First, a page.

3D printers are great if you want to print small plastic widgets.
No, we’re not referring to the identically-named giftshop at Kennedy Space Centre where you can buy all the freeze-dried ice cream you’d care to eat; we are instead referring to NASA’s Advanced Digital Materials and Manufacturing for Space initiative at their Ames Research Center. It’s basically a FabLab for NASA makers.
Most 3D printed objects are made out of hard plastic. While its great for some projects, others require a material with more elasticity
The future may be printed in 3D, but MakerBot Industries doesn’t want guns to be any part of it. In the wake of the tragic Sandy Hook school shooting, MarkerBot has taken the step of removing gun components from an online repository of 3D printing models called Thingiverse. An attorney for MakerBot has confirmed in Here is the original post: MakerBot removes gun parts from 3D printing repository healthinsurancehunter.com
Citing its Terms of Service, MakerBot has removed designs for AR15 and other weapon components from its 3D printing file library. [Read more] Follow this link: MakerBot purges 3D printable gun parts from Thingiverse http://puregreencoffee.org
Pills, pills, pills. (Photo: Global Post) 3D printing aficionados eager for the new technology to disrupt the vice market were dismayed to discover this week that the much-hyped 3D printed gun fired six shots before falling the f*ck apart
CONFIRMATION as to how seriously some companies are taking additive manufacturing, popularly known as 3D printing, came on November 20 th when GE Aviation, part of the world’s biggest manufacturing group, bought a privately owned company called Morris Technologies. This is a small precision-engineering firm employing 130 people in suburban Cincinnati, Ohio.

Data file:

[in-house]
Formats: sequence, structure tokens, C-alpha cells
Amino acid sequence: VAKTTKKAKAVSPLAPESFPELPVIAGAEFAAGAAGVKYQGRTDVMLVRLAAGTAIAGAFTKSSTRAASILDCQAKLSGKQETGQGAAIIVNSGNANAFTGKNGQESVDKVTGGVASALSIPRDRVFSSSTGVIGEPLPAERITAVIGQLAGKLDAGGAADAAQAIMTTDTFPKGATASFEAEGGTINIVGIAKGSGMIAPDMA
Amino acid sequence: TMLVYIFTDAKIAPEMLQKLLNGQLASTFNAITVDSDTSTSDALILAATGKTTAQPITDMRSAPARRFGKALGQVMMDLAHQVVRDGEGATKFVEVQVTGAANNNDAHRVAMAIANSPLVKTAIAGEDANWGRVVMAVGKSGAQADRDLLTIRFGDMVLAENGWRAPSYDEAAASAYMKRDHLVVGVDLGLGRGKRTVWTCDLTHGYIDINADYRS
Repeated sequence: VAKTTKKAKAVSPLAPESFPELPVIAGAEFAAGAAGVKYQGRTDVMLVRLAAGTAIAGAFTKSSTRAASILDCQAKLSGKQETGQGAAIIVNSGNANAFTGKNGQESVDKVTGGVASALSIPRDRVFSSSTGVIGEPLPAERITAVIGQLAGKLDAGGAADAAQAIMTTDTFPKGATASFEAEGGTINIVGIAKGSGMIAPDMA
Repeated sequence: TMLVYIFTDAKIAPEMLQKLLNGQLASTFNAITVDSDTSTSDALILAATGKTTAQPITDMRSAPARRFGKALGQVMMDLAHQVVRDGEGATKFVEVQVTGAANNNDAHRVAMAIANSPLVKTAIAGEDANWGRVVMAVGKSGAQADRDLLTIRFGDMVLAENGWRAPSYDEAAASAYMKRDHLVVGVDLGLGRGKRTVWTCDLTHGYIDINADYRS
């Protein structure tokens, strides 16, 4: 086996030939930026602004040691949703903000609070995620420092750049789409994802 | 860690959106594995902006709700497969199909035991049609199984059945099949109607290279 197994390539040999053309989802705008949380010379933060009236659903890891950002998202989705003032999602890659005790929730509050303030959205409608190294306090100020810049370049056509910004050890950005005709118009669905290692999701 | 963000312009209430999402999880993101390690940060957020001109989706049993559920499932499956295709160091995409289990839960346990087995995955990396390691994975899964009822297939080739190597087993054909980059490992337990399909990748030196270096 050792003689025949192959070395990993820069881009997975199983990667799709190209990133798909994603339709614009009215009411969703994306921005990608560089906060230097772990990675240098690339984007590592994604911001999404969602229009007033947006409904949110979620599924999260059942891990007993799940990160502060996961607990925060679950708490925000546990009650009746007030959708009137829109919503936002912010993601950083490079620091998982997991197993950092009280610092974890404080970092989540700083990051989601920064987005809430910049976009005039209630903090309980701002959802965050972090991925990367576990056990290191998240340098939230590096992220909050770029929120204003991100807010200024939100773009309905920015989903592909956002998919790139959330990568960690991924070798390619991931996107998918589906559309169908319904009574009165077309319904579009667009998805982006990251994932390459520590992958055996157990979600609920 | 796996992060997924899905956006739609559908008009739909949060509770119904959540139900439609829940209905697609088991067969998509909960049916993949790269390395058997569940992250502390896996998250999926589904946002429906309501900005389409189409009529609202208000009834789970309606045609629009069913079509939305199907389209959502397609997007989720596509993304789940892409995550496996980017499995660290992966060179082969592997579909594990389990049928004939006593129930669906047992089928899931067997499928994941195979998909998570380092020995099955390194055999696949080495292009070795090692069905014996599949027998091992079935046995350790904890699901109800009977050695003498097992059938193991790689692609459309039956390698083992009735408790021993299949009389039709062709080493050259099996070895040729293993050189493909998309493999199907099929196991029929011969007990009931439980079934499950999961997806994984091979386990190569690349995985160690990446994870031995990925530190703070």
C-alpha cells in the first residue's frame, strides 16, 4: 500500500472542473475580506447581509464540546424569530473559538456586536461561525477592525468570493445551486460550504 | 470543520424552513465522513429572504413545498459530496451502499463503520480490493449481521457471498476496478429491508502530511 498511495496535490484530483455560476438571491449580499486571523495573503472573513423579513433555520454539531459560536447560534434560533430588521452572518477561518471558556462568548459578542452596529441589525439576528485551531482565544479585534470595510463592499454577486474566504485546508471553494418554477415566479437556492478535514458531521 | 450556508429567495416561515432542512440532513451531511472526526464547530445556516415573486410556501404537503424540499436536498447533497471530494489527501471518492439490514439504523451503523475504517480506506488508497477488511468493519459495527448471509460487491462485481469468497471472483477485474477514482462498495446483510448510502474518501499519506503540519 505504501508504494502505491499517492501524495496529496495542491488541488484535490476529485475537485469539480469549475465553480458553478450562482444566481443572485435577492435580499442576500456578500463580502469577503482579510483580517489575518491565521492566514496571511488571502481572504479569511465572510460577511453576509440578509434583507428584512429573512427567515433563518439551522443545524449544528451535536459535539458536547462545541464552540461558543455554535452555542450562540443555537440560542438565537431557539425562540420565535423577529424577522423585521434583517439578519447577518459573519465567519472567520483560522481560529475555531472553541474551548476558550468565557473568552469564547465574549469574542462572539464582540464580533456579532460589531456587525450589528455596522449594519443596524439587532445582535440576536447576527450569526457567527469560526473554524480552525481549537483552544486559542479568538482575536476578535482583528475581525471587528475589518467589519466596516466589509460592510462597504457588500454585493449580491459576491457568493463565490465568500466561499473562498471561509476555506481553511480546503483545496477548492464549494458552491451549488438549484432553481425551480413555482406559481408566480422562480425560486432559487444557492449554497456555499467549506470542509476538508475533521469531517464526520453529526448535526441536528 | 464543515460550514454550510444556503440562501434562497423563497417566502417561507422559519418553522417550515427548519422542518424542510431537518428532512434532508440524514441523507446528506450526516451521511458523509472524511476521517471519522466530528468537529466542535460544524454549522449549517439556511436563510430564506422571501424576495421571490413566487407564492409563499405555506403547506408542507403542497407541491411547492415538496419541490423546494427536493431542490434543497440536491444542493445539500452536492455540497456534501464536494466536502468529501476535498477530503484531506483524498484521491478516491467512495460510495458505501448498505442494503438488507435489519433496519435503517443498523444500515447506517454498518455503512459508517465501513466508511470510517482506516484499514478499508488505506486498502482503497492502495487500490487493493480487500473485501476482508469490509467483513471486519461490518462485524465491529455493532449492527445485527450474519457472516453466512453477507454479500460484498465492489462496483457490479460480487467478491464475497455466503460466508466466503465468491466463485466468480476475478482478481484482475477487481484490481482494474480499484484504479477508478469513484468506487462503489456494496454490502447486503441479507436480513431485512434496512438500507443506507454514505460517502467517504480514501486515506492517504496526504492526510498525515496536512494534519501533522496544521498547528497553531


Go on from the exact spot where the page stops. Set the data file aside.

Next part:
As 3D printers become more and more accessible to a consumer audience, one question lingers above the rest: why? Granted, they’re incredibly cool, but what, if any, are the practical implication of such a technology
Although our friends at Teague tipped us off about their Labs’ latest project prior to Tad Toulis’s unveiling of 13:30 at Maker Faire this past weekend, his presentation was our first time seeing the 3D-printed headphones . It’s both a thought experiment and a case study for personal fabrication, challenging the convention of “the current consumer electronics paradigm,” which is “all about mass production and distribution.” “Using 3D printing technology and consumer-sourceable components, 13:30 creates an equivalent product at an equivalent price, but made on demand—just for you.” And while we’ve been admiring (and using) the prefab pair they sent us over the weekend—complete with custom packaging—they’ve also posted the plans on none other than Thingiverse. With 3D printers becoming more accessible we decided to have a think around the concept “life in beta” as a future scenario.